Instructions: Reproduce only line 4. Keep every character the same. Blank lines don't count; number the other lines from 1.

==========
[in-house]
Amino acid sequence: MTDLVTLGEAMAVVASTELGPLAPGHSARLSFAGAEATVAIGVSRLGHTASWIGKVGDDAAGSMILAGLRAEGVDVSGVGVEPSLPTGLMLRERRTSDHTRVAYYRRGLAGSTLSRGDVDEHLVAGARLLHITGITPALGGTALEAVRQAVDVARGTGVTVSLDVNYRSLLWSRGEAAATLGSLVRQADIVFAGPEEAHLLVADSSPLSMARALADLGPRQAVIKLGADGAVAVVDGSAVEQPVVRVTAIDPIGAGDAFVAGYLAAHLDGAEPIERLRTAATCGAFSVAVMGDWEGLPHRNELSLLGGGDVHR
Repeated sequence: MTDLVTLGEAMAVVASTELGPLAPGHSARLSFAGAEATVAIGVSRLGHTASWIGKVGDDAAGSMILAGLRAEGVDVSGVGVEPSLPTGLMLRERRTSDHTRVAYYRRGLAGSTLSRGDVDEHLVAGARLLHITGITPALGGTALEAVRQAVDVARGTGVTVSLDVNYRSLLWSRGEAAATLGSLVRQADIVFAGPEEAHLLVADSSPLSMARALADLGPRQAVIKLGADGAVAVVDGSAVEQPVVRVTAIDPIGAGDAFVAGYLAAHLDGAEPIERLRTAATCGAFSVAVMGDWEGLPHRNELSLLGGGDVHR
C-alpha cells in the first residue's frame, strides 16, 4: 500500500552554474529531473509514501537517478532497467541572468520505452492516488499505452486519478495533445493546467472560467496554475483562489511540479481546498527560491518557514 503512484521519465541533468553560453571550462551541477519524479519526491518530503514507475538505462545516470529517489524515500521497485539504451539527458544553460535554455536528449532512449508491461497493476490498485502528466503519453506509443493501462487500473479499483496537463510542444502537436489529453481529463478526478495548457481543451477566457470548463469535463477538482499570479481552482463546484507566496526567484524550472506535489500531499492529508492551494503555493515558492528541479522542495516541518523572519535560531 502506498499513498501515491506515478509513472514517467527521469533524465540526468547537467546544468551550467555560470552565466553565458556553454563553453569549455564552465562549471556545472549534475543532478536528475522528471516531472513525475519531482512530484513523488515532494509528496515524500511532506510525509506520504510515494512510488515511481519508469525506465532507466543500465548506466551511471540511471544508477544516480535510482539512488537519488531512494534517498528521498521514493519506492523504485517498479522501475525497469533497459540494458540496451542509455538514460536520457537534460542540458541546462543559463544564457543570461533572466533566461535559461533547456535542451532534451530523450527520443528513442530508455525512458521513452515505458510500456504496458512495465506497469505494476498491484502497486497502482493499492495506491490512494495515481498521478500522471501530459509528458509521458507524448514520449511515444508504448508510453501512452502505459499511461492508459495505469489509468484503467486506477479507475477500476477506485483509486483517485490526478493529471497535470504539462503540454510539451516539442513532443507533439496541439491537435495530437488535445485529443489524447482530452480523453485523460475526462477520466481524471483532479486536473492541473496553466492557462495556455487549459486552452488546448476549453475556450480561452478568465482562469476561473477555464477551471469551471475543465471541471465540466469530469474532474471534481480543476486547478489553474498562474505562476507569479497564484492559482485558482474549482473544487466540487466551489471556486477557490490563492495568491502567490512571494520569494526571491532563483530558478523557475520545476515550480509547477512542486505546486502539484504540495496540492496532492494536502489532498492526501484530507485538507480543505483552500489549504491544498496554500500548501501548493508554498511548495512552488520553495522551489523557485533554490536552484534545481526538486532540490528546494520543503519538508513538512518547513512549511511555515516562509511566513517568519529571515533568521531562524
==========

C-alpha cells in the first residue's frame, strides 16, 4: 500500500552554474529531473509514501537517478532497467541572468520505452492516488499505452486519478495533445493546467472560467496554475483562489511540479481546498527560491518557514 503512484521519465541533468553560453571550462551541477519524479519526491518530503514507475538505462545516470529517489524515500521497485539504451539527458544553460535554455536528449532512449508491461497493476490498485502528466503519453506509443493501462487500473479499483496537463510542444502537436489529453481529463478526478495548457481543451477566457470548463469535463477538482499570479481552482463546484507566496526567484524550472506535489500531499492529508492551494503555493515558492528541479522542495516541518523572519535560531 502506498499513498501515491506515478509513472514517467527521469533524465540526468547537467546544468551550467555560470552565466553565458556553454563553453569549455564552465562549471556545472549534475543532478536528475522528471516531472513525475519531482512530484513523488515532494509528496515524500511532506510525509506520504510515494512510488515511481519508469525506465532507466543500465548506466551511471540511471544508477544516480535510482539512488537519488531512494534517498528521498521514493519506492523504485517498479522501475525497469533497459540494458540496451542509455538514460536520457537534460542540458541546462543559463544564457543570461533572466533566461535559461533547456535542451532534451530523450527520443528513442530508455525512458521513452515505458510500456504496458512495465506497469505494476498491484502497486497502482493499492495506491490512494495515481498521478500522471501530459509528458509521458507524448514520449511515444508504448508510453501512452502505459499511461492508459495505469489509468484503467486506477479507475477500476477506485483509486483517485490526478493529471497535470504539462503540454510539451516539442513532443507533439496541439491537435495530437488535445485529443489524447482530452480523453485523460475526462477520466481524471483532479486536473492541473496553466492557462495556455487549459486552452488546448476549453475556450480561452478568465482562469476561473477555464477551471469551471475543465471541471465540466469530469474532474471534481480543476486547478489553474498562474505562476507569479497564484492559482485558482474549482473544487466540487466551489471556486477557490490563492495568491502567490512571494520569494526571491532563483530558478523557475520545476515550480509547477512542486505546486502539484504540495496540492496532492494536502489532498492526501484530507485538507480543505483552500489549504491544498496554500500548501501548493508554498511548495512552488520553495522551489523557485533554490536552484534545481526538486532540490528546494520543503519538508513538512518547513512549511511555515516562509511566513517568519529571515533568521531562524